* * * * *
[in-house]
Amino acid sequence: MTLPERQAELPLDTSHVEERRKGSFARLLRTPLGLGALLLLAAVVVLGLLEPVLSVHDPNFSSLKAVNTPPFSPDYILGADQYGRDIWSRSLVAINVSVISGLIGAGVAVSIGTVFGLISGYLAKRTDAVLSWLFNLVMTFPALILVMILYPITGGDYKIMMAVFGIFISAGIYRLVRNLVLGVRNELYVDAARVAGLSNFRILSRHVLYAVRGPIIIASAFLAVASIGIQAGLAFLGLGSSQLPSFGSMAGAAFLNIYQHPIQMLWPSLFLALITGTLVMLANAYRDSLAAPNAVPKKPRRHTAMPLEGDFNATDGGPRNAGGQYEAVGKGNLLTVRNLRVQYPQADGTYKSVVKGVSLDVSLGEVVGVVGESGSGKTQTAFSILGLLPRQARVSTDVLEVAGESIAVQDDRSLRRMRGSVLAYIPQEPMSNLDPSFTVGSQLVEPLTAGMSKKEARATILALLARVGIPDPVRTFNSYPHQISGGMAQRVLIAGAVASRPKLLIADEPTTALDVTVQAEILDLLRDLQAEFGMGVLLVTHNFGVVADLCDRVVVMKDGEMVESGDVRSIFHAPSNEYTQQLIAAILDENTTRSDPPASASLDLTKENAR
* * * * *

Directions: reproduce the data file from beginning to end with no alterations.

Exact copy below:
[in-house]
Amino acid sequence: MTLPERQAELPLDTSHVEERRKGSFARLLRTPLGLGALLLLAAVVVLGLLEPVLSVHDPNFSSLKAVNTPPFSPDYILGADQYGRDIWSRSLVAINVSVISGLIGAGVAVSIGTVFGLISGYLAKRTDAVLSWLFNLVMTFPALILVMILYPITGGDYKIMMAVFGIFISAGIYRLVRNLVLGVRNELYVDAARVAGLSNFRILSRHVLYAVRGPIIIASAFLAVASIGIQAGLAFLGLGSSQLPSFGSMAGAAFLNIYQHPIQMLWPSLFLALITGTLVMLANAYRDSLAAPNAVPKKPRRHTAMPLEGDFNATDGGPRNAGGQYEAVGKGNLLTVRNLRVQYPQADGTYKSVVKGVSLDVSLGEVVGVVGESGSGKTQTAFSILGLLPRQARVSTDVLEVAGESIAVQDDRSLRRMRGSVLAYIPQEPMSNLDPSFTVGSQLVEPLTAGMSKKEARATILALLARVGIPDPVRTFNSYPHQISGGMAQRVLIAGAVASRPKLLIADEPTTALDVTVQAEILDLLRDLQAEFGMGVLLVTHNFGVVADLCDRVVVMKDGEMVESGDVRSIFHAPSNEYTQQLIAAILDENTTRSDPPASASLDLTKENAR